Harnessing the sun’s power is delivering both environmental benefits and significant cost savings for Toowoomba Regional Council (TRC) at the Wetalla Water Reclamation Facility.

TRC Water and Waste Committee chair Cr Nancy Sommerfield said Council recently completed the replacement of fibre glass roof sheeting material for the solar hall structure that was commissioned in 2006.

“The solar hall is one of a handful of similar facilities in operation across Australia. Council’s wastewater operations staff identified that the ageing solar hall roof sheeting panels were not drying out the biosolids as efficiently as they could,” Cr Sommerfield said.

“Typically, the solar hall processes around 41-46% of the treated wet biosolids at the Wetalla Water Reclamation Facility. This dry treatment process aerates and condenses the biosolids, making it easier and cheaper to transport than wet biosolids.

“This process reduces Council’s biosolids transport costs by up to 30% per year.

“In mid-2018 officers found that the solar hall was processing 25-30% of the wet biosolids. This drop in the volume of treated biosolids had reduced the solar hall’s efficiency.

“I’m pleased that the solar hall roof replacement will not only reduce transport costs but restore the more efficient and environmentally friendly treatment of biosolids at Wetalla.”

TRC Water and Waste portfolio leader Cr Bill Cahill said from an operational aspect, Council was able to manage the Wetalla facility more efficiently.

“Council has improved the efficiency of the solar hall over the original installation,” Cr Cahill said.

solarhall1“Research into the technology revealed that the original sheeting material was an optimal product, but a new profile and sheet colour would maximise the light transmission through the panel. The panels increase the heat gain in the solar hall at ground level and improve the efficiency of the dry treatment process.

“Council awarded the $298,000 tender for the project to the locally based Kelly Group.

“The contractors started work at Wetalla on July 1 this year. They removed the old roof and installed the new panels in stages. The facility measures 120m by 40m.

“The solar hall operation was fully restored within three weeks. This allowed wastewater operations staff to immediately increase the wet biosolid load to be treated at the renovated solar hall.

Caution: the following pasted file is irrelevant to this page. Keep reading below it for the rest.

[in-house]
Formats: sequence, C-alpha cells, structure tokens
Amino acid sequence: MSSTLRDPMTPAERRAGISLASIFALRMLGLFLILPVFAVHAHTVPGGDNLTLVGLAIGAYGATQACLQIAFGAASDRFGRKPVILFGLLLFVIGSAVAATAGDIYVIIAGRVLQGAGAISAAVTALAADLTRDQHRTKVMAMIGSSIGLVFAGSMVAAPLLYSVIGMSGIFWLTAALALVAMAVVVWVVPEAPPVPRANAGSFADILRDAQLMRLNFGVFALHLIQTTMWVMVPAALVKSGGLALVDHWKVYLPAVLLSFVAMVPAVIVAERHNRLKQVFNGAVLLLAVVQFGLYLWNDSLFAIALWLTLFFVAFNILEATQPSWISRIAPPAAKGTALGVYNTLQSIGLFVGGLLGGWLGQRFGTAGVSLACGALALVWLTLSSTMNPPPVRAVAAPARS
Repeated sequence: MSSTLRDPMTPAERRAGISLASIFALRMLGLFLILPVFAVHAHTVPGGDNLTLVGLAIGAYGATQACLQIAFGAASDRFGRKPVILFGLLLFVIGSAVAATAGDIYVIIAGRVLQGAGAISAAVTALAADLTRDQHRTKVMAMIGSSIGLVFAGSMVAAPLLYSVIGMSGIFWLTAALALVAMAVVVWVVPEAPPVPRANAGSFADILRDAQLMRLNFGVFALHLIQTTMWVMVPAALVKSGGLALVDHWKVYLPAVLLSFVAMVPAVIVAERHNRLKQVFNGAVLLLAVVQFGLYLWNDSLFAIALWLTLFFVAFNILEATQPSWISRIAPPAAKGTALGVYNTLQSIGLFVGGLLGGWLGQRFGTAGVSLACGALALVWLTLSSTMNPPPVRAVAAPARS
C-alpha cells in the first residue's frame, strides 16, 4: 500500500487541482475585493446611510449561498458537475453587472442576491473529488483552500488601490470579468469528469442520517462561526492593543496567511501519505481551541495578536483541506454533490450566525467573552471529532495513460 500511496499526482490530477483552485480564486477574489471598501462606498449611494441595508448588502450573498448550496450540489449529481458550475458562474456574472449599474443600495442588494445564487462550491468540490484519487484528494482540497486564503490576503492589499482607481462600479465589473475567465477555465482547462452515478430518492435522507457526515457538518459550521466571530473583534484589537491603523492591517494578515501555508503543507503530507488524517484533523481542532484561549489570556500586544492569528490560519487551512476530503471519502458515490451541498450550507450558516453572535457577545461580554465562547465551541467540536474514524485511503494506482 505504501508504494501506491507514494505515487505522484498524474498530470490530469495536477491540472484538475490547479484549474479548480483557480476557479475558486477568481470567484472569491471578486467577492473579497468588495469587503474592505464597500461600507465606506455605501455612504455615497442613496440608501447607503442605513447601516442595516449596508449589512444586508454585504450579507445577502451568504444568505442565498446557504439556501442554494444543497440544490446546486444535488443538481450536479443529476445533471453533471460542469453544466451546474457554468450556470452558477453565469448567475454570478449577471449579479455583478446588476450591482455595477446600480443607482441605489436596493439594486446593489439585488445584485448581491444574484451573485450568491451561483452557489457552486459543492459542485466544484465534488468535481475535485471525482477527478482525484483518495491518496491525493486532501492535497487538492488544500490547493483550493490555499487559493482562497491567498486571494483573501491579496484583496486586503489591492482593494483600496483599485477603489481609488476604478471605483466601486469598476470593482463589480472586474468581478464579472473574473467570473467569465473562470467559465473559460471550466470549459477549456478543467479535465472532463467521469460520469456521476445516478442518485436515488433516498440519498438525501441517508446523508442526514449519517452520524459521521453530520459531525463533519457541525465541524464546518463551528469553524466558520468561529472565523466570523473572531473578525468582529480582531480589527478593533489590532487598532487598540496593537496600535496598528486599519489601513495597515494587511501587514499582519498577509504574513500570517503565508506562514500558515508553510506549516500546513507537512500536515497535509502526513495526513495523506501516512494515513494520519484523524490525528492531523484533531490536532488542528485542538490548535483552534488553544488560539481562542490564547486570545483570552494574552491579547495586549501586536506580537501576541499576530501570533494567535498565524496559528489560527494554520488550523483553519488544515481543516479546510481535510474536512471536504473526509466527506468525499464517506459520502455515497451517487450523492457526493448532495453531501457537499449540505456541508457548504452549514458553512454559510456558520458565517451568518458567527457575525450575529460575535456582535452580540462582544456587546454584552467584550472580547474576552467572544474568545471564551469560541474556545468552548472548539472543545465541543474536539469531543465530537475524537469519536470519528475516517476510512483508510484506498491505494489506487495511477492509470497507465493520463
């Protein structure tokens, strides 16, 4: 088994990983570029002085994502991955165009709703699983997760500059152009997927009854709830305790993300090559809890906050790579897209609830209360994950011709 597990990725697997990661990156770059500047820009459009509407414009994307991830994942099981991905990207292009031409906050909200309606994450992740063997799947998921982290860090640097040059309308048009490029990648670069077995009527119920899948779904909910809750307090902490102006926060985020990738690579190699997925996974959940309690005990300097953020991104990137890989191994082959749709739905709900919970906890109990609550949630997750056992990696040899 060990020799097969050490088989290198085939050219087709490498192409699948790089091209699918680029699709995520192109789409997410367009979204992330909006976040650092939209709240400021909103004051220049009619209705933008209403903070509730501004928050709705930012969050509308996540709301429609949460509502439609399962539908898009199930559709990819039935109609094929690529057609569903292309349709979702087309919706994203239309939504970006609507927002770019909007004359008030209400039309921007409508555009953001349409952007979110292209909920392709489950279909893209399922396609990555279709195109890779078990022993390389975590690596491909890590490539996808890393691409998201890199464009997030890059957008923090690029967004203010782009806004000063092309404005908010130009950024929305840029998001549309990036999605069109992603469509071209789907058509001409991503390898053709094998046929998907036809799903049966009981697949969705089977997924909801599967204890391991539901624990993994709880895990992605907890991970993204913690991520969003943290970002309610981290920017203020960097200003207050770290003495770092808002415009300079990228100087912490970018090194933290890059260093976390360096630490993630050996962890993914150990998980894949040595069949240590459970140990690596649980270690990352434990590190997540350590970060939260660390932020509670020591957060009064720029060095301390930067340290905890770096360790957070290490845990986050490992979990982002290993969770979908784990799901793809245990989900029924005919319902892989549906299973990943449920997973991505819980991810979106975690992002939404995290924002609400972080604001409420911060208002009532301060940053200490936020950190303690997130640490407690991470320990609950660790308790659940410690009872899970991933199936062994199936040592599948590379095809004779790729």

“Council staff anticipate that the solar hall will return to processing more than 40% of the total biosolids that are treated at Wetalla. Additional treatment volumes are expected to be gained through process improvements.

“It’s pleasing that investment in technological advances at one of Council’s most important treatment facilities will deliver more efficient practices with direct cost savings for ratepayers.”

Additional details:
The Wetalla Waste Water Reclamation Facility receives more than 20 megalitres of sewage per day and uses biological processes, such as natural microbes, to breakdown human waste and food scraps to turn human waste into soil conditioner/fertiliser. (biosolids)

Council manages and tests the biosolids process to meet strict Environmental Protection Authority guidelines.

Biosolids are the dead bacteria that remain after the waste is broken down. These biosolids carry Phosphorous which helps crops to produce a better yield. The management of biosolids, which includes treatment and potential for exposure, is in place to prevent harm to the public.

Council does not sell biosolids for public use. Council pays for the collection, removal and transportation of biosolids by a private contractor.

The private contractor is then engaged by landholders to deliver and apply the collected biosolid as fertiliser/soil conditioner to growing areas for crops that bear grains above the ground e.g. wheat and sorghum.

Biosolids potentially could become a valuable source of fertiliser for farmers in our region.

Council is continuing to look at future viable cost recovery opportunities for biosolids.

Caption: Top: TRC Water and Waste Committee chair Cr Nancy Sommerfield and TRC Water and Waste portfolio leader Cr Bill Cahill at the refurbished solar hall.